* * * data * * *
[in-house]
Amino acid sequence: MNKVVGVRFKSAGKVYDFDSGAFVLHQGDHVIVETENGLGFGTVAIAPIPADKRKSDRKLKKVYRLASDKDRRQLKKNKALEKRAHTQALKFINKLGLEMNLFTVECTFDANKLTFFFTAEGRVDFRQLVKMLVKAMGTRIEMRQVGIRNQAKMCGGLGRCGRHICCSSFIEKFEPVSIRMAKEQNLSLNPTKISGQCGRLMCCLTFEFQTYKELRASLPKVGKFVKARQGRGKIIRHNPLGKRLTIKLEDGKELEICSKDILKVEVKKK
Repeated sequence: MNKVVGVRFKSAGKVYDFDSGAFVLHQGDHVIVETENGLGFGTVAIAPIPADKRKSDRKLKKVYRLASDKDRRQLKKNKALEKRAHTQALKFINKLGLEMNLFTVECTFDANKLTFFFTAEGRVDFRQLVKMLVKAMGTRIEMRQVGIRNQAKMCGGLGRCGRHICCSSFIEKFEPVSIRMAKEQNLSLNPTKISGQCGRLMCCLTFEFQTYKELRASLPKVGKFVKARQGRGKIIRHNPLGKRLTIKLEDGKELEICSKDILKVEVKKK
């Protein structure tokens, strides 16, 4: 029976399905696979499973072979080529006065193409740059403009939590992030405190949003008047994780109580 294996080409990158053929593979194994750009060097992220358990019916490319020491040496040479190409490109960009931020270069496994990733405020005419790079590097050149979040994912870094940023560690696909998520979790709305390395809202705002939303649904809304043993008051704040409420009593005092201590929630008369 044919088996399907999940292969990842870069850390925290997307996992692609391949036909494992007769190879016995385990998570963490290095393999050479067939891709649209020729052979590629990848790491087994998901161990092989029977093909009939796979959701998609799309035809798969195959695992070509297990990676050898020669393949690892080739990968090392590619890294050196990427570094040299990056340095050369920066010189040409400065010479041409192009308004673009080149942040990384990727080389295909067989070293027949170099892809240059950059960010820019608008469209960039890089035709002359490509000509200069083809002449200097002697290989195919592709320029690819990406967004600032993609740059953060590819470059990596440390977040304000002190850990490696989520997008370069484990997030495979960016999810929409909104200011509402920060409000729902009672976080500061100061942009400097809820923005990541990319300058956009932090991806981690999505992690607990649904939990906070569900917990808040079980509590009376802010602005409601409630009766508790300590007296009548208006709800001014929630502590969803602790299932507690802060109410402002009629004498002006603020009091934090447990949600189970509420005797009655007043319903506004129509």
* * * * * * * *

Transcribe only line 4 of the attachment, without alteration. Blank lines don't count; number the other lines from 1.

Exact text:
């Protein structure tokens, strides 16, 4: 029976399905696979499973072979080529006065193409740059403009939590992030405190949003008047994780109580 294996080409990158053929593979194994750009060097992220358990019916490319020491040496040479190409490109960009931020270069496994990733405020005419790079590097050149979040994912870094940023560690696909998520979790709305390395809202705002939303649904809304043993008051704040409420009593005092201590929630008369 044919088996399907999940292969990842870069850390925290997307996992692609391949036909494992007769190879016995385990998570963490290095393999050479067939891709649209020729052979590629990848790491087994998901161990092989029977093909009939796979959701998609799309035809798969195959695992070509297990990676050898020669393949690892080739990968090392590619890294050196990427570094040299990056340095050369920066010189040409400065010479041409192009308004673009080149942040990384990727080389295909067989070293027949170099892809240059950059960010820019608008469209960039890089035709002359490509000509200069083809002449200097002697290989195919592709320029690819990406967004600032993609740059953060590819470059990596440390977040304000002190850990490696989520997008370069484990997030495979960016999810929409909104200011509402920060409000729902009672976080500061100061942009400097809820923005990541990319300058956009932090991806981690999505992690607990649904939990906070569900917990808040079980509590009376802010602005409601409630009766508790300590007296009548208006709800001014929630502590969803602790299932507690802060109410402002009629004498002006603020009091934090447990949600189970509420005797009655007043319903506004129509």